Hall wrote that she's lucky that her family and friends accept and support who she is. "He just kept asking, loudly and in front of other CVS staff and customers, why I was given the prescriptions".
Hall said that after the incident she contacted her doctor who called the prescription into a local Walgreens store, where the medication was given without hesitation.
Hall added that the experience left him feeling "embarrassed and stressed" to the point where he nearly broke down crying in the store.
"I was finally going to start seeing my body reflect my gender identity and the woman I've always known myself to be", she wrote.
Hall said he was eventually able to fill the prescription at a Walgreens pharmacy location, but claimed CVS's corporate complaint line ignored his complaints multiple times.
The company apologized on social media Friday saying the pharmacist is no longer an employee. The company said the employee had been fired, but did not disclose if it happened immediately or after media reports on the incident.
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'We also apologize for not appropriately following up on Ms. Hall's original complaint to CVS, which was due to an unintentional oversight, ' he said in the email.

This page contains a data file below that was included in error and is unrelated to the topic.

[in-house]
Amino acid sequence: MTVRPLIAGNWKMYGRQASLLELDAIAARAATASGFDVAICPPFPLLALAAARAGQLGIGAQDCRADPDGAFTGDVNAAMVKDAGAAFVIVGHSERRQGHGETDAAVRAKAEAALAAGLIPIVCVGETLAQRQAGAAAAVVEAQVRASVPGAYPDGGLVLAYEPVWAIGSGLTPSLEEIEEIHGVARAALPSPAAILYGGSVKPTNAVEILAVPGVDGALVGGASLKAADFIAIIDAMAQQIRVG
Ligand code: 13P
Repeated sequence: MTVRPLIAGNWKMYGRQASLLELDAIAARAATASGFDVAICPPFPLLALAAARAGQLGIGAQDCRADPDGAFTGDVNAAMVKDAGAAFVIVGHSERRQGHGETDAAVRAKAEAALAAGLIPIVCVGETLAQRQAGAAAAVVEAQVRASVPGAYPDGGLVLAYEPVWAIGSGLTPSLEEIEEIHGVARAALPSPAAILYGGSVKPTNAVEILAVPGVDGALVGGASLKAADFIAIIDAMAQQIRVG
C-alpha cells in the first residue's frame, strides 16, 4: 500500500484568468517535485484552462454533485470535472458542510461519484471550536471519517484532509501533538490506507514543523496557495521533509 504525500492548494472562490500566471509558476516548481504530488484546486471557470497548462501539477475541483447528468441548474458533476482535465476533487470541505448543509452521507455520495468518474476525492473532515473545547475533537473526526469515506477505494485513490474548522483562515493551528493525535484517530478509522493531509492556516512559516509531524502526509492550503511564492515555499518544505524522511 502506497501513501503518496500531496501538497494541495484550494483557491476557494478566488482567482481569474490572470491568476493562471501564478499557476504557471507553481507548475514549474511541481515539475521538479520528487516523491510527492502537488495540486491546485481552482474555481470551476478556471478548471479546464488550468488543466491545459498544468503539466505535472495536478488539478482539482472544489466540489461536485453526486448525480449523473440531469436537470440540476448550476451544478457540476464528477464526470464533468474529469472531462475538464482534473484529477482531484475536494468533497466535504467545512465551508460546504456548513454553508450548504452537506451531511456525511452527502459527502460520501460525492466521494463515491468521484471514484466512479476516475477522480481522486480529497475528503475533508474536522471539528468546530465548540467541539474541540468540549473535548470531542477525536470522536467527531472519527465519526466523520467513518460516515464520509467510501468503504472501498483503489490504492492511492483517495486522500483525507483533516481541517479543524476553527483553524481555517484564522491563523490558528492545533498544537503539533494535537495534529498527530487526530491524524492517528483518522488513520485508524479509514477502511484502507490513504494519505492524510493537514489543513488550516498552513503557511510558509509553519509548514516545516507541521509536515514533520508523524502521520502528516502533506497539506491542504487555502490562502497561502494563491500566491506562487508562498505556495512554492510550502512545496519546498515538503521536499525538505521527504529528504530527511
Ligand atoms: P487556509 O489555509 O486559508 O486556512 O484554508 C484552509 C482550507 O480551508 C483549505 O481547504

Joshua Block, senior staff attorney for the ACLU LGBT & HIV Project, said given the current political climate, it's critical that CVS ensures its customers are not harassed in its pharmacies. 'I felt like the pharmacist was trying to out me as transgender in front of strangers'.
After the encounter, Hall asked the pharmacist again for her prescription back but he refused once more. In a June statement, Walgreens said pharmacists are allowed to not fill a prescription based on moral objections but they must give it to another pharmacist to fill. "After years of working to affirm my identity in a world where transgender people are questioned constantly about how well they know themselves, the pharmacist refused to fill one of the prescriptions needed to affirm my identity".
It marked her first round of hormone therapy.
Kam Gandhi, executive director at the board, said that the agency hasn't talked to Arteaga or the pharmacist yet, but will aim to do a full investigation before the board's next meeting in August, Gandhi said.
Arizona is one of six states that shield health professionals who refuse to serve customers or patients on religious or moral grounds, according to the National Women's Law Center. 'At the same time, they are also required to refer the prescription to another pharmacist or manager on duty to meet the patient's needs in a timely manner'. So, she was unable to take it to another pharmacy.
"Hilde hopes that CVS will make its nondiscrimination policies public, so that transgender and non-binary customers have some assurance the corporation will take appropriate action if similar discrimination occurs in the future", Kilar said.